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Creative, unique and their finest work? - 92%

tastysanity, August 28th, 2012

Wow. I was first introduced to Nile when I listened to the track 'What can be Safely Written' off the album 'Ithyphallic', which in turn introduced me to this exciting, technical and brutal side of Heavy Metal. The thing that attracted me most about this band was the extremely heavy Egyptian influences which they combined with the music, and from that point on I just wanted to hear more and more.

'Those Whom the Gods Detest' is a fine example of how Technical Death Metal should be, rather than some fret board wankery spewed out from the likes of Brain Drill or the constant 'br00tal' breakdowns from bands such as Annotations Of An Autopsy (who drag the Deathcore genre through filth and shit, giving it a bad reputation). Nile are the masters of this genre and know exactly what's right for their music.

This album keeps you listening right off the bat with the song 'Kafir!' blaring in your ears, with a nice mixture of Technicality, Brutality and of course, Egyptian music. There's some form of an Arabic chant (I'm unsure at this time what it could be but it's along those lines) during the slam which catches you off guard and really shouldn't work, but strangely enough it does. Other songs such as 'Those Whom the Gods Detest', 'Utterances of the Crawling Dead', 'The Eye of Ra' and 'Iskander Dhul Kharnon' are some of the best pieces of Death Metal I have ever heard and cannot stop listening too.

Vocals are a mixture of two growls; one being more spoken word while the other being a lot more guttural. Sanders and Toler-Wade and pretty good at their vocals and I have no complains, however some of the lyrical arrangements in some of the tracks can sound out of place and alien to the onslaught of the instruments in the background, especially on the track 'Hittite Dung Incantation'. Don't get me wrong, it's a really good track but the vocals can sound strange.

Guitar work is fantastic on this album and I couldn't be happier with what they've done with it. Middle Eastern style chords, technical riffs and slams are very prominent on this album and they never fail to disappoint. Some of the solos are pretty good as well, especially on 'Kem Khefa Kheshef'. The solo on that sounds amazing. However, solo's aren't the best on this album, 'Kafir!' being the weakest in my opinion and sounding a bit crappy. Bass is just there really, due to the lack of a fourth member and anything that's bass related.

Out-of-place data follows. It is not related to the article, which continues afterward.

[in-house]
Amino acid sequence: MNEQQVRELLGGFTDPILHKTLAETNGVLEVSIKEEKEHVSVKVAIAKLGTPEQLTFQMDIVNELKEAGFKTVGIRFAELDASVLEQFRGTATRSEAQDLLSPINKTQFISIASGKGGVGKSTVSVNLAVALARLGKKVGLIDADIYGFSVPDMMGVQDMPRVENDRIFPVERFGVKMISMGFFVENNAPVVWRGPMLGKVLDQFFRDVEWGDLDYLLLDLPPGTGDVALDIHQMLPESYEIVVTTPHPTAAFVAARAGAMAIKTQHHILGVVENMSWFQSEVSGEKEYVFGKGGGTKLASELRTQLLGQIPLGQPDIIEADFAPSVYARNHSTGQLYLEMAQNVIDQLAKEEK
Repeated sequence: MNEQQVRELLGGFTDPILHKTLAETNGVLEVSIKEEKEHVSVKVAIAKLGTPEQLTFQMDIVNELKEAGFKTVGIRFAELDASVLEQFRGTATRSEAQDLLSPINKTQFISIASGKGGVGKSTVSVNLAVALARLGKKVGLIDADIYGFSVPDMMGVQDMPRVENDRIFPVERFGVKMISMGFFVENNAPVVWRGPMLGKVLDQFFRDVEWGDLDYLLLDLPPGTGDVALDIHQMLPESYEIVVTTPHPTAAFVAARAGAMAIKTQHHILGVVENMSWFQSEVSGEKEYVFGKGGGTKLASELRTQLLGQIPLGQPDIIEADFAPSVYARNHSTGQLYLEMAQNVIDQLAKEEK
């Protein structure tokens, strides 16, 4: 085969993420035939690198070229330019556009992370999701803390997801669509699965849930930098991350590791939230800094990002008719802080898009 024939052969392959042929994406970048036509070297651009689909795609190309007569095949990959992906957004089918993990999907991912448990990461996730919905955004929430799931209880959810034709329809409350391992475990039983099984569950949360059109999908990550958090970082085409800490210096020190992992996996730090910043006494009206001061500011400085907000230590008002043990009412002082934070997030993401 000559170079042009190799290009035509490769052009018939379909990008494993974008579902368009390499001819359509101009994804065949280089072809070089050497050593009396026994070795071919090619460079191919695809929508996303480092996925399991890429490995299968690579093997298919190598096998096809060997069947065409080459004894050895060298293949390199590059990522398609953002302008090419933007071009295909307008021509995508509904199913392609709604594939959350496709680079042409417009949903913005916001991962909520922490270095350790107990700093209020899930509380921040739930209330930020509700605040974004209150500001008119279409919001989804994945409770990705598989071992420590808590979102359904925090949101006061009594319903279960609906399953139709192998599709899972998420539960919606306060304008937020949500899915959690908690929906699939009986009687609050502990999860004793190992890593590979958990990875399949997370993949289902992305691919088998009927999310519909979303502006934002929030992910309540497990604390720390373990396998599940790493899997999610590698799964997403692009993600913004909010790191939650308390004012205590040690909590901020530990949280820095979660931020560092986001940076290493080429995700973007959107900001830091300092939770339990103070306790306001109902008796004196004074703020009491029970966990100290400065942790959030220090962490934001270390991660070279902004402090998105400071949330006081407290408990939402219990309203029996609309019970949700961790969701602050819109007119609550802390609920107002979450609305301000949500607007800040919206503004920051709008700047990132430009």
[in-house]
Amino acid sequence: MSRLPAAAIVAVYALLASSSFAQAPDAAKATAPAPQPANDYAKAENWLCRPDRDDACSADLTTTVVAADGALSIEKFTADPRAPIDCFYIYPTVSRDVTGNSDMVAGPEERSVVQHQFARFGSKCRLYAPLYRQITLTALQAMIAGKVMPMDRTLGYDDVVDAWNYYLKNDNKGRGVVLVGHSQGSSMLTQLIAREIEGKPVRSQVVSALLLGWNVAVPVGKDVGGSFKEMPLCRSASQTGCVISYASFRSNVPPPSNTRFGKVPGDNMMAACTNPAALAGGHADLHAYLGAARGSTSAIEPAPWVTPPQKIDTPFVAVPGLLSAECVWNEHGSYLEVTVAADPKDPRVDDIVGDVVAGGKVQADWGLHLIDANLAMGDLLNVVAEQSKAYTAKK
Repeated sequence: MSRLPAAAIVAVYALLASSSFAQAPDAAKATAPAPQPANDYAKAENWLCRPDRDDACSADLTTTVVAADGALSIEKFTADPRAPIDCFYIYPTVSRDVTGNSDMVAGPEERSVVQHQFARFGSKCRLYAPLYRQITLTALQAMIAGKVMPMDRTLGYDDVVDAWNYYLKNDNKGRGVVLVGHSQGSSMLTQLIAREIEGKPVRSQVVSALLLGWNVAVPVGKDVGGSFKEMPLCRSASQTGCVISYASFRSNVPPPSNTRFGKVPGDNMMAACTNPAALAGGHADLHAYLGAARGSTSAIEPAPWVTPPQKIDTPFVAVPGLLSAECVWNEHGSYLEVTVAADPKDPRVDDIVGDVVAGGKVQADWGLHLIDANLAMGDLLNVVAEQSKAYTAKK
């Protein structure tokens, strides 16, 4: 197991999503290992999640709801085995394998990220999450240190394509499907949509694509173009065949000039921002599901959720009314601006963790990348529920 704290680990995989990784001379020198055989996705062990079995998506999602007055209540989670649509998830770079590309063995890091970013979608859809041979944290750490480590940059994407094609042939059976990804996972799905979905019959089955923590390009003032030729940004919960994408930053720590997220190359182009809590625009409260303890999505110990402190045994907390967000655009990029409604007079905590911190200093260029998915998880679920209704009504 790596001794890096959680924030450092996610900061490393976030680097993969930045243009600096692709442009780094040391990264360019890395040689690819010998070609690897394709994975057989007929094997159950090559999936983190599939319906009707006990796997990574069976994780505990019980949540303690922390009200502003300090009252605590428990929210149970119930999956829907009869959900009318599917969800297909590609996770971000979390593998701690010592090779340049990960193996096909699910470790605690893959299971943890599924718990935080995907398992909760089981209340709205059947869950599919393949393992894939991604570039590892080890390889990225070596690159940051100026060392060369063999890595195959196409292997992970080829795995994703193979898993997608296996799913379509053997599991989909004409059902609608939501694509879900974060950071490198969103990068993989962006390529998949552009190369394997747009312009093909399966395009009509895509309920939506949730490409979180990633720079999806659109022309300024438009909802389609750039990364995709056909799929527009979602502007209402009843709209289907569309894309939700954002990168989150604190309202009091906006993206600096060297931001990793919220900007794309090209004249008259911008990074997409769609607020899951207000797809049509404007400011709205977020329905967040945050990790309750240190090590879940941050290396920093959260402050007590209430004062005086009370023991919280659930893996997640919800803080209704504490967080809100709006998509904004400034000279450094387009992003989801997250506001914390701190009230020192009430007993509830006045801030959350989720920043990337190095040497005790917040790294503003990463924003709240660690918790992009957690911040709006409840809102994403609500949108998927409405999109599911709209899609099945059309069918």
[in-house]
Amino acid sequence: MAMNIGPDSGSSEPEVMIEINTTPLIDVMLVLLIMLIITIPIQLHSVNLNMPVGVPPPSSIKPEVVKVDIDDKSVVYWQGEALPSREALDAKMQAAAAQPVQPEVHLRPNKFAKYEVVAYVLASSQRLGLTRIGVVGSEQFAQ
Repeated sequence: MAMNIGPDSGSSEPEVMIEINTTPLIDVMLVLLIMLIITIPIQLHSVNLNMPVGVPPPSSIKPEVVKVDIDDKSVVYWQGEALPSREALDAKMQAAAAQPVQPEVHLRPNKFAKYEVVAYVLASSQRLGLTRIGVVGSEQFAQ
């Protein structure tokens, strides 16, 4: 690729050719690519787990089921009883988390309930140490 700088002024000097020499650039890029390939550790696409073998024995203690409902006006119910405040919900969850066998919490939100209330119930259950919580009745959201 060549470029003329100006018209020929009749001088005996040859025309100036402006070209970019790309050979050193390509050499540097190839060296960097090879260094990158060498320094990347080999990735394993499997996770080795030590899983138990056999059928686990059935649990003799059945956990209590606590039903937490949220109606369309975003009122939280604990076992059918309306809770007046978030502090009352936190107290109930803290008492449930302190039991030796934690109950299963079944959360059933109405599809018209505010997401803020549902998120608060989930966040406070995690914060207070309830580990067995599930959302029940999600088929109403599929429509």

George Kollias is a brilliant drummer and this shows greatly on this album as a whole, with his ridiculous abilities behind the kit. There are a lot of drum fills on this album that sound great and the double bass is especially fast. The blasts are beautifully crafted and the drums as a whole are fantastic.

I still have Nile's previous releases to add to my ever-growing CD collection and I'm excited to what I will hear because 'Those Whom the Gods Detest' has fed my interest in Technical Death Metal again and I cannot enjoy this album enough. Those who seem to be giving it a backlash need to give it another listen and be a bit more open about what they hear, because they might be suprised.

Stand out Tracks:
+'Kafir!'
+'Hittite Dung Incantation'
+'Utterances of the Crawling Dead '
+'Those Whom the Gods Detest'
+'Kem Khefa Kheshef'
+'The Eye of Ra'
+'Iskander Dhul Kharnon'